|Authors: ||E.E. Borejsza-Wysocka, M. Malnoy, J.L. Norelli, S.V. Beer, S.H. He|
|Keywords: ||Erwinia amylovora, genetic engineering, native apple genes, over-expression/ silencing, transgenics|
The fire blight disease of apple (Malus × domestica), caused by the bacterium Erwinia amylovora, is difficult to manage on most cultivars because of their susceptibility and the paucity of effective control materials.
Because of apple’s heterozygosity, self-incompatibility and long generation time, rDNA technology is more attractive than conventional breeding for development of resistant cultivars with fruit of high quality.
Previously we showed the effectiveness of certain anti-microbial genes (attacin, lysozyme) at increasing fire blight resistance, but their animal origin put their acceptability to consumers and growers into serious question.
Genes from E. amylovora (hrpN) and phages (lysozyme, depolymerase) also appear to be effective at increasing resistance.
They are probably more acceptable than animal genes.
Most acceptable to consumers and growers are likely to be alterations in the expression of native apple genes resulting in enhanced resistance.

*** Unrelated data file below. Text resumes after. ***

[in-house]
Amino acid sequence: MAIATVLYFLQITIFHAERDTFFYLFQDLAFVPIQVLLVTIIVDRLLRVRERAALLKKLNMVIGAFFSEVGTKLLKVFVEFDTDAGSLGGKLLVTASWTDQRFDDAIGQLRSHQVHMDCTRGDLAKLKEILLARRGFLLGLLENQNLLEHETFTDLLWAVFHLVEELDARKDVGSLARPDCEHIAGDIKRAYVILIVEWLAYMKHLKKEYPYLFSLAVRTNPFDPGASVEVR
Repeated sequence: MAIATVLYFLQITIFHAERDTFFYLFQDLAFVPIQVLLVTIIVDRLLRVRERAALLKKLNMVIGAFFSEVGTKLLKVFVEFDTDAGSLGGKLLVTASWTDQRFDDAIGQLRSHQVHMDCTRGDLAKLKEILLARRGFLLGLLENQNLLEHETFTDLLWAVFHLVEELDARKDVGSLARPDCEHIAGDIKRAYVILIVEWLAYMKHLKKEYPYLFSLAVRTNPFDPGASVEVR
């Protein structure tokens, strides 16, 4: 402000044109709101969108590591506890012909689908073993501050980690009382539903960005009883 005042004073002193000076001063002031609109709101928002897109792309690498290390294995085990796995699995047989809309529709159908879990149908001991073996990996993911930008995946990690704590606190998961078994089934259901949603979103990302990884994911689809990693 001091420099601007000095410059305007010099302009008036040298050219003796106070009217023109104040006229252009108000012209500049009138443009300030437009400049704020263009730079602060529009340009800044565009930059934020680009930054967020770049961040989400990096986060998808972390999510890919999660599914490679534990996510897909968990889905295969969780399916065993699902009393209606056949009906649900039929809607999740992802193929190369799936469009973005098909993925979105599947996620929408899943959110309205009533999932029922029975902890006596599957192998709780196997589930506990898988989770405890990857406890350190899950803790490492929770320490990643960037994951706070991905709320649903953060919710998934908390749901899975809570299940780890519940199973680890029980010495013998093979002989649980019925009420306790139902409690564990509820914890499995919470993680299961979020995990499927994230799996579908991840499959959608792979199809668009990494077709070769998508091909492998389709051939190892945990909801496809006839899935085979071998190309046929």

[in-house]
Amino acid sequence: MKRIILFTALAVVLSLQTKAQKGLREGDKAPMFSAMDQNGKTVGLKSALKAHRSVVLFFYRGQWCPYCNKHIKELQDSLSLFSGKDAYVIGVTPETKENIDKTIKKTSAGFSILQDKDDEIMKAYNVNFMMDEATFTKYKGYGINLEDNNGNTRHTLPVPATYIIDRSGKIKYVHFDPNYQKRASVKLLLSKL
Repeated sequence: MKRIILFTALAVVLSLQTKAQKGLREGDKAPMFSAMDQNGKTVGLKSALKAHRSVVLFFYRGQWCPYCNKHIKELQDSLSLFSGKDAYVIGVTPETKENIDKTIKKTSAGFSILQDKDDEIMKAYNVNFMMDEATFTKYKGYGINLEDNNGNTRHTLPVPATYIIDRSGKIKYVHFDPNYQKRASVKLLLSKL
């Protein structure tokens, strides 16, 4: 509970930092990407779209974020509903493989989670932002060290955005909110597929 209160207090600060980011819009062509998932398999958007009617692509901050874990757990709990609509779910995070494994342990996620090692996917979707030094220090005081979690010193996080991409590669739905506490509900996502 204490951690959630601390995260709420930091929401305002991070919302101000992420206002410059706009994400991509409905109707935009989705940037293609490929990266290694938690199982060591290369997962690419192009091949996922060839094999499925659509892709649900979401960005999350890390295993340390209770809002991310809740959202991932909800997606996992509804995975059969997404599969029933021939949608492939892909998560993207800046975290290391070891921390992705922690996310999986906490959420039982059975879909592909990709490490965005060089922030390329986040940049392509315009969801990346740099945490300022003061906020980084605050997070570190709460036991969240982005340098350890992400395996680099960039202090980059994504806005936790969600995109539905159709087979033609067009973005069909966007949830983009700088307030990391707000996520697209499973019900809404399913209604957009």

We were able to add a copy of the apple transcription facilitator gene, MpNPR1, to susceptible apple cultivars and obtain increased fire blight resistance.
Also we obtained some apple lines in which certain pathogen-protein receptor genes of apple, DIPM1-4, are partially silenced; these appear to have increased resistance to E. amylovora. The preferred strategy is to alter the expression of native apple genes, using plant (preferably apple) promoters, without use of antibiotic or herbicide resistance selectable marker genes, in order to facilitate approval by regulatory agencies, and acceptance by consumers and apple growers.
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